Since February 2015, the Ministry of Health and Child Care with help of funding partners has been designing, developing, and testing an electronic health record (EHR) system, named “Impilo”. This is meant to reduce the current burden of paper data collection for health workers and ultimately improve the quality of care in public health facilities.
After conducting pilots in both rural and urban areas, the government announced that it will now be embarking on a nationwide rollout. The goal is to deploy Impilo at the 5 central hospitals, 7 provincial hospitals, 30 district hospitals, and 384 clinics across the country. Training sessions for health workers have begun at provincial hospitals across the country chasing a goal of full deployment by December 2023.
The Ministry adopted a HIS enterprise architecture with an interoperability layer. The architecture of Impilo is based loosely on the Open Health Information Exchange (OpenHIE) architecture best practices, where captured data are stored in and accessed from standardised repositories via a central interoperability layer.
The core of Impilo is the Interoperability Layer. This facilitates message exchange between all the components in the architecture. Impilo is being rolled out as a web app and a mobile app
Looking at the system, several opportunities for tech entrepreneurs present themselves.
1. The Open HIE
Impilo is built around the OpenHIE framework following the principles of enterprise architectures. This incorporates scalability as the system can add more functionality over time as the interoperability layer has adapters for plugins to various systems. This creates room for 3rd party health applications to integrate with the system allowing them to export or import health information. This means an electronic health record (EHR) being used at a private hospital could exchange information with Impilo to allow continuity of care for a patient moving from private to public or vice versa. This is good news for National Electronic Health Record System vendors who are currently competing for market share amongst the private hospitals and clinics. The opportunity created by the health information exchange extends beyond the health sector. An insurance company as part of the underwriting process can import health information from Impilo to determine a life insurance policy. There is vast potential for local 3rd party developers to exploit, just as Impilo was 100% made locally.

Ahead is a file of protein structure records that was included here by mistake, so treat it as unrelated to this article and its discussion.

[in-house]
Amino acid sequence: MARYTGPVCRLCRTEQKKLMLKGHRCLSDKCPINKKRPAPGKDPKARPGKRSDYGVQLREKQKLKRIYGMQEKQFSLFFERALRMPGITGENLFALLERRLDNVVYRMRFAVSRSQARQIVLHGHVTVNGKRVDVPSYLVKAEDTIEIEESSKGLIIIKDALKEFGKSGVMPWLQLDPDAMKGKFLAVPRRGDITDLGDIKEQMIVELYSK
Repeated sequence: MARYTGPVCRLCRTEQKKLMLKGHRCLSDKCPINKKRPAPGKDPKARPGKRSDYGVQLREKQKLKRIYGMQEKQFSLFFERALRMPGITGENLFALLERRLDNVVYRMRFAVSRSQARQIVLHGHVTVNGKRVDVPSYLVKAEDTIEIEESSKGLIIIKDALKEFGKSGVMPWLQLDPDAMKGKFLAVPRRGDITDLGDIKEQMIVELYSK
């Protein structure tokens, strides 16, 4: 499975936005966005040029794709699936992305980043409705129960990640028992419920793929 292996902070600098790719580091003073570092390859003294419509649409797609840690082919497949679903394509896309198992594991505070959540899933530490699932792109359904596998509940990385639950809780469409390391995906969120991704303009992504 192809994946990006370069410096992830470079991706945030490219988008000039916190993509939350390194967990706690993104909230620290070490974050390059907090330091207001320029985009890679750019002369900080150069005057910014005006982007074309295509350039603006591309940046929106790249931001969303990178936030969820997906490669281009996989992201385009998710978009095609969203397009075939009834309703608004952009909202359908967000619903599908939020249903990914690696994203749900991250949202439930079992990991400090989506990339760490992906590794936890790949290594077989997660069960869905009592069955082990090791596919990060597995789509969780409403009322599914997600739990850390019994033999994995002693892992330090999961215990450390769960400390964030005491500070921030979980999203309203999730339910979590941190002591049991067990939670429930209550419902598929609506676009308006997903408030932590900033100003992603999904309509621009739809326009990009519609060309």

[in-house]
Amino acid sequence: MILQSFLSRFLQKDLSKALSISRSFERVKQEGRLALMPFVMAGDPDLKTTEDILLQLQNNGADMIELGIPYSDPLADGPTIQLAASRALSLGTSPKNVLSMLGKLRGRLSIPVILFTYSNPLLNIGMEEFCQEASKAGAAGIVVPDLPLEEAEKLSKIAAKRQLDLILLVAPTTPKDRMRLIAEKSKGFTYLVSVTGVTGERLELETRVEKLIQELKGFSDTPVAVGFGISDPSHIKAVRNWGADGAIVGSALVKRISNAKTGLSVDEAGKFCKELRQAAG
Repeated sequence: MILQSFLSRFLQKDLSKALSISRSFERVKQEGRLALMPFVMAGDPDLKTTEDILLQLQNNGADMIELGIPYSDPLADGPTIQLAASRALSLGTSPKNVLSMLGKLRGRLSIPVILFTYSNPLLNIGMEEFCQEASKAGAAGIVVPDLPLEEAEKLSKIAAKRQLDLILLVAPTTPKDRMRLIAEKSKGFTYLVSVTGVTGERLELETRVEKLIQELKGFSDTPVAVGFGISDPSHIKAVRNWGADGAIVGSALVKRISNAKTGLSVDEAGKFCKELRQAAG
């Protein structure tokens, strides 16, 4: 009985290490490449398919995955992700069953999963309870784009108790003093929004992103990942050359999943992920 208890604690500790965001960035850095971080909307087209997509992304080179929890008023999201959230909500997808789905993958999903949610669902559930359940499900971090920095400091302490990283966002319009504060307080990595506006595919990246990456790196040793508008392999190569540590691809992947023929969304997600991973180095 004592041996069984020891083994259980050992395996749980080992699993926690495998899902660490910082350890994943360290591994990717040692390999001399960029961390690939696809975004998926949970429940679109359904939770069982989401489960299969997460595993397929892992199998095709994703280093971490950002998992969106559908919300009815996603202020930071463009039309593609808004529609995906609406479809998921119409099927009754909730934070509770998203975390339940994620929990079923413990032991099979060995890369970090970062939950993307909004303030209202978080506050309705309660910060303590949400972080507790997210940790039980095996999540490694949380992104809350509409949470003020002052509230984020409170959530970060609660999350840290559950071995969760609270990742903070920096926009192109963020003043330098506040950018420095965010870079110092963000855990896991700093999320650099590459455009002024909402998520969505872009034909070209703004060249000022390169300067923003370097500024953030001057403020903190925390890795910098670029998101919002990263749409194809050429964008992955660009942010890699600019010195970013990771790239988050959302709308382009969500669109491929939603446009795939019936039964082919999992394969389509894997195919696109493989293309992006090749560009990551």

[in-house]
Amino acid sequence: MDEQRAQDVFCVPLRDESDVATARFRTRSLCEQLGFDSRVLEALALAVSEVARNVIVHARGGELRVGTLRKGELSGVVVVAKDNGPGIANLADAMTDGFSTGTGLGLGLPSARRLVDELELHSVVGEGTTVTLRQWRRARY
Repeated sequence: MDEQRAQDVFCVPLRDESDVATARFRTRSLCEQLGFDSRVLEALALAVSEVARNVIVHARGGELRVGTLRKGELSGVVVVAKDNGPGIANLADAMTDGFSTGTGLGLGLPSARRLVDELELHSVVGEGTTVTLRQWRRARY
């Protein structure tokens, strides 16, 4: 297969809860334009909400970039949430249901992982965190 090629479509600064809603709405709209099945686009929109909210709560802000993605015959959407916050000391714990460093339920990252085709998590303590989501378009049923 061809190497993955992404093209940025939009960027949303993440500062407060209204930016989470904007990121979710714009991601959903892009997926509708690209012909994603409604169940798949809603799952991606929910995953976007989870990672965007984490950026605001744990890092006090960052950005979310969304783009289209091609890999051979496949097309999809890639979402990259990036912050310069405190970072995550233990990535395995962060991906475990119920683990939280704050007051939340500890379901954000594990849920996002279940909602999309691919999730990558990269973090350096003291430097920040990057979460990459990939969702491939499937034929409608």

2. Maturity Model